Clarity/Detail: So, this is a real treat. As one who has owned many versions of Reservoir Dogs, it’s great to see the extra effort Lionsgate put into this release. It feels like more than just a standard upgrade. For a film so cheap compared to…I dunno, Dwayne Johnson’s Snitch, we get a real feel for the atmosphere originally developed for this film as a theatrical release. The warehouse feels colder, yet we can really see the detail in the environment. The little wrinkles and other imperfections in the character’s clothes and even their hair stand out. A pivotal scene set in a bathroom looks clearer than ever. You can see how this transfer stands out if you know this film well.

Depth: Depth is great. The character spacing registers as well as it needs to, which is helpful for a unique film such as this. Just look a the final standoff to see that pay off.

Black Levels: Some minor crushing in some spots, but for a film featuring characters primarily dressed in black, there’s a lot to admire about the final product.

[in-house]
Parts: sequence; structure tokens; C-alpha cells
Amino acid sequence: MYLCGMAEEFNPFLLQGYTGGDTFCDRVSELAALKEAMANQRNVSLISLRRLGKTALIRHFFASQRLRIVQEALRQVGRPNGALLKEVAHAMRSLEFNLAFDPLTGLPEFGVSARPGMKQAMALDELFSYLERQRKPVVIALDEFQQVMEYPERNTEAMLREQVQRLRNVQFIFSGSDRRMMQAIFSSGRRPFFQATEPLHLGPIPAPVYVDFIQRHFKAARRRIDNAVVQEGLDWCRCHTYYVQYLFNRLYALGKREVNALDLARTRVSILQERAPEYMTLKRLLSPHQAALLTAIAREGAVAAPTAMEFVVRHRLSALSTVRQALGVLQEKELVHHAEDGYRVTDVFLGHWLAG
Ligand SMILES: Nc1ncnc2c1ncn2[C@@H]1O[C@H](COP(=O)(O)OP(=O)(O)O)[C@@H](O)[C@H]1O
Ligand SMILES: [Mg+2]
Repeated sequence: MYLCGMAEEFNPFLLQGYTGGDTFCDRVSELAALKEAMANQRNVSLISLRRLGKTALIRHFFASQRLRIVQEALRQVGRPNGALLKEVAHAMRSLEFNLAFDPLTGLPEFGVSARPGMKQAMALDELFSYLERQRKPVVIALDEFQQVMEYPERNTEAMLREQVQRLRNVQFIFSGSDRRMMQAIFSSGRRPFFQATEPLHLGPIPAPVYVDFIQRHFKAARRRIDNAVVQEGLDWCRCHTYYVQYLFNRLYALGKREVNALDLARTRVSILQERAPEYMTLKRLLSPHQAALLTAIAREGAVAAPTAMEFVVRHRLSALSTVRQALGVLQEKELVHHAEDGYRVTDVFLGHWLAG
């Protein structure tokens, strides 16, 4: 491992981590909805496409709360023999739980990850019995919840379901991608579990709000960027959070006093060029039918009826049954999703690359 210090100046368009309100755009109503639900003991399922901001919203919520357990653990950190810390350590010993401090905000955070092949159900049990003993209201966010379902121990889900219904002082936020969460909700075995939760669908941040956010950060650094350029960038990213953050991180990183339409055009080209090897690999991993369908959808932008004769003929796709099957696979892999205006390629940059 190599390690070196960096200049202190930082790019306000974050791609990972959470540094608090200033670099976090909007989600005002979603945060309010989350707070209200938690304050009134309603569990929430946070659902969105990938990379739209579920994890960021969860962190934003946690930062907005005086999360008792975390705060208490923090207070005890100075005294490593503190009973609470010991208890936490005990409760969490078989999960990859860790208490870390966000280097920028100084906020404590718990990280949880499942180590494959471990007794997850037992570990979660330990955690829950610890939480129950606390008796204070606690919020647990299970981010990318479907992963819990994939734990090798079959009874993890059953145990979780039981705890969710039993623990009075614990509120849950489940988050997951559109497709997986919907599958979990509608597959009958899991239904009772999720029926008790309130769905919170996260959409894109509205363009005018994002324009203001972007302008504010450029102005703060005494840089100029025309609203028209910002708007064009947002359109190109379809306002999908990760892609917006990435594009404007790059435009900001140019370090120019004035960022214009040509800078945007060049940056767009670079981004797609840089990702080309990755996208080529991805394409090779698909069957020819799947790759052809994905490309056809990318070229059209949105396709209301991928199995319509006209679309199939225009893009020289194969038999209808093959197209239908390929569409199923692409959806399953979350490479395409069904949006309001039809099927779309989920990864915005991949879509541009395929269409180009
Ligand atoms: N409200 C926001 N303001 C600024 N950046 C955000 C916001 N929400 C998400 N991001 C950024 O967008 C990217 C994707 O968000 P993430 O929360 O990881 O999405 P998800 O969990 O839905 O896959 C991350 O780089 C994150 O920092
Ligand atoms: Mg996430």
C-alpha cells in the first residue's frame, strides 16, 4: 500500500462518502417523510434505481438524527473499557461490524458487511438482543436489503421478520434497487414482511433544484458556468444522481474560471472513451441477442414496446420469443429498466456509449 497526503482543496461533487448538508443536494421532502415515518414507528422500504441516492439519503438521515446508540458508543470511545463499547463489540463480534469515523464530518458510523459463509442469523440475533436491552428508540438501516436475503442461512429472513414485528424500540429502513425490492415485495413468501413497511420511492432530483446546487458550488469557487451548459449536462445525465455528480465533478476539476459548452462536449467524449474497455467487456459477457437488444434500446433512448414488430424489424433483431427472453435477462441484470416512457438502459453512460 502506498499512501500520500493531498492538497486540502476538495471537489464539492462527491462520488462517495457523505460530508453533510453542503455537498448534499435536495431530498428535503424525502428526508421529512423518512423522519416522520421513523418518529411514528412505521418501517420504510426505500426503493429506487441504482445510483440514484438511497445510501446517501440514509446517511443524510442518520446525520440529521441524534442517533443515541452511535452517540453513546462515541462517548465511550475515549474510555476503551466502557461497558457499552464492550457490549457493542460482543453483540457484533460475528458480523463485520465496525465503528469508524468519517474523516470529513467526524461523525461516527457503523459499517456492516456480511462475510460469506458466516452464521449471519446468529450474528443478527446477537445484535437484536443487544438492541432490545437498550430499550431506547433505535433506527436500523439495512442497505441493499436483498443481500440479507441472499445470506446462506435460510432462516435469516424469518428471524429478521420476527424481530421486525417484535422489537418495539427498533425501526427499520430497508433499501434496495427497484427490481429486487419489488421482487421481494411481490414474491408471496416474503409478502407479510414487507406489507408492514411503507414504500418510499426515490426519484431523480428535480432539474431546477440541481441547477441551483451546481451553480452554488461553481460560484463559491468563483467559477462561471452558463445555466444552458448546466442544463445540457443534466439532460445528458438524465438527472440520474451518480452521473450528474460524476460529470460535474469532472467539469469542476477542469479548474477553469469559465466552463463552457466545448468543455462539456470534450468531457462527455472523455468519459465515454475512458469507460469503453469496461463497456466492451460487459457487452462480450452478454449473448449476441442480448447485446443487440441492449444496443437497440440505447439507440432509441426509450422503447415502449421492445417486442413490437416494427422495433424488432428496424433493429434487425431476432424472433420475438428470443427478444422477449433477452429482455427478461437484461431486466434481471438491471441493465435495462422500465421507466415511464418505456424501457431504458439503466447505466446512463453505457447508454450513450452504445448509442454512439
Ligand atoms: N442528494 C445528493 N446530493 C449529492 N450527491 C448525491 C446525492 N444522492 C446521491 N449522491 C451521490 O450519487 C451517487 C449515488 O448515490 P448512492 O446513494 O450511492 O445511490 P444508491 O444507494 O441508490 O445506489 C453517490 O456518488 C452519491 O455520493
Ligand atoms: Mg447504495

Color Reproduction: The reds! There are a lot of splashes of color throughout, given some of the shirts and locations we see, but keep your eye on Mr. Orange’s blood-soaked clothes. There’s a lot of pop when we see him crumpled up on the floor. Also great – Nice Guy Eddie’s tracksuit.

Flesh Tones: Characters shot in closeup can be seen in their sweaty glory, notably Mr. White.

Noise/Artifacts: This is a clean-looking disc.



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Audio Format(s): English 5.1 Dolby TrueHD, Spanish 2.0 Dolby Audio

Subtitles: English, Spanish, English SDH

Dynamics: Given the sound design of this independent film, the Dolby TrueHD track does what’s needed to capture the primary elements heard in this film.

Low-Frequency Extension: There are a few bass-pumping moments regarding some soundtrack choices and bits, like when Mr. Pink gets nailed by a car.